Your Friend

Your Friend

A Story by Ocularfracture
"

A short story.

"
Outside, everything was doused in a deep, indigo blue as the darkening sky reflected off the snow-covered earth. I took a look at my watch, stretching as I realized what time it was. Four straight hours I'd been working without breaks, focused entirely on completing the masterpiece that I'd hoped would be a gift for my dearest friend, yet when I looked up at the clock, I somehow felt it was lying to me. Frowning, I stroked my weary hands, thick with the blisters of a hard day's work, and thought about my friend.
We'd known each other since childhood, and despite her flaws and bad choices... despite how I'd fallen for her some years ago, only to have my heart broken... and despite how cruel and critical she could be at times, I'd never left her side.
Things had changed, time had passed, and as my wife crept up behind me and began massaging my poor, tired shoulders, I vowed to myself that this would be the last gift I'd ever send her. 
Deep in my heart, regardless of how hard I made excuses in her favour, trying to fight for her honour, I somehow knew the truth:
She had only ever kept me around so that she could take advantage of me. After all, I never truly stopped loving her.
"Your hands!" cried my wife, noticing the fat, red blisters protruding from my fingers.  I quickly hid them, as I turned to face her, smiling.
"It's nothing," I said. "Nothing a few bandages won't fix up in a jiff."
She shook her head, frowning and left the room, presumably in search of a first aid kit. Me, I smiled to myself and turned back to my table, where I picked up my fine work and examined it briefly before placing it into a small box which I then began wrapping up in a strong, brown paper. Just as I was addressing the package to my friend, my wife returned with some antiseptic and a few bandages.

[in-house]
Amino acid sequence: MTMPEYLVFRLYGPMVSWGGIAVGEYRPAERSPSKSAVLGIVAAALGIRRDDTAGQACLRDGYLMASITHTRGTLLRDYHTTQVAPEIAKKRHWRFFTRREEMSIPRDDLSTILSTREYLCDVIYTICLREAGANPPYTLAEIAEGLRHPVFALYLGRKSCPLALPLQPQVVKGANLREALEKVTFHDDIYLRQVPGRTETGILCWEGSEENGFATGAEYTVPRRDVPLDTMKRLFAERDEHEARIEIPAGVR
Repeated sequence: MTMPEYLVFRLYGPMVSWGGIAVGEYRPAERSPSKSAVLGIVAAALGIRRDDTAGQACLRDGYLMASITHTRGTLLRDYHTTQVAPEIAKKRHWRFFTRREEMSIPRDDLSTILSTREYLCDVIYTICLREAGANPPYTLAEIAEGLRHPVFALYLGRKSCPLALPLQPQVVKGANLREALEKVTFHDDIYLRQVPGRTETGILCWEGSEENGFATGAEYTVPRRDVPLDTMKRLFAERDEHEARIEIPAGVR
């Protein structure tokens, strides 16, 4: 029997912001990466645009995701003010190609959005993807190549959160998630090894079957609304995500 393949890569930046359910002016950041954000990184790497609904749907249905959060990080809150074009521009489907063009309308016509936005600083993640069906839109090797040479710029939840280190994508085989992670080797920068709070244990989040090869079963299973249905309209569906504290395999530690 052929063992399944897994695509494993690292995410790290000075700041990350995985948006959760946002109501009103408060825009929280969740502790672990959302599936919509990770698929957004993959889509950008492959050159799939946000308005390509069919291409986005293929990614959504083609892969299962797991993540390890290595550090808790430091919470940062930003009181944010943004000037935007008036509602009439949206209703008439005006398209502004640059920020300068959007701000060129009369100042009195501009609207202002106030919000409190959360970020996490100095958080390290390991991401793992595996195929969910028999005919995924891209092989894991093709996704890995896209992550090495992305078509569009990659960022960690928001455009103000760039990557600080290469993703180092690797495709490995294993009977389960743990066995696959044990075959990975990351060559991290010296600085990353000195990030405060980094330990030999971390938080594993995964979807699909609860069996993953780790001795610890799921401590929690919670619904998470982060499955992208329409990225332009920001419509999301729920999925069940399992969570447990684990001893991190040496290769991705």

"Let me see those hands," she said softly, kneeling on the floor next to my chair. I shifted my weight and stretched out my arms toward her. Her gentle hands worked gracefully on my wounds, cleaning and bandaging them without causing me any pain, and when she was done, I leaned in and kissed her on her cold nose. 
"Thanks," I said, helping her to her feet. "They feel much better now." 
We shared a happy smile for a moment, before I snatched up my package from the table and took one last look at my watch. 
"If I leave now," I told her," I can get this out on the last truck of the day."
"I'll come with you," she said, slipping her hand into mine. I nodded, smiling, and together we put on our shoes and coats and ventured out into the cold, dark world.
The post office was empty, save for the folks working, so I knew it wouldn't be long before the two of us were back home, warming up next to the fire with a nice hot cup of tea. Winking at me, the wife picked up a newspaper off the rack and slumped back against the wall to flip through it while she waited. Sucking in a huge breath, I made my way up to the counter, where I set my little brown package down in front of the clerk. 
"Will this be all?" she asked, to which I nodded. As she weighed and measured the package, I found myself continuously hoping she'd ask what was in it, and give the opportunity to brag about the beautiful masterpiece I'd just created. To my dismay, she simply slapped a postage sticker onto it before declaring the price. I pulled my wallet from my pocket with a sigh, a withdrew a few bills, which I laid on the counter. The woman thanked me with a smile, and I nodded briefly, watching her place my package into a large mail bag.
"Hey honey," I heard my wife call. Breaking my gaze away from the mail bag, I moved back toward my wife, who was gazing into her newspaper.
"All done," I told her. "Sorry if I kept you waiting."
"Not at all," she said. " But look..." Turning the newspaper around to show me the obituaries, her finger glided up the page, resting on a small back and white photo of a girl where cause of death was unknown. 
"Isn't this your friend?"

© 2012 Ocularfracture


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Added on July 11, 2012
Last Updated on July 11, 2012
Tags: friendship, friend, gift, present, package, parcel, newspaper, obituary

Author

Ocularfracture
Ocularfracture

Bennington, NE



About
I've been writing since I learned how. I'm not saying that 5-year-old work was any good. All's I'm sayin' is that the passion has been there as far back as I can remember. My mother always read me sto.. more..

Writing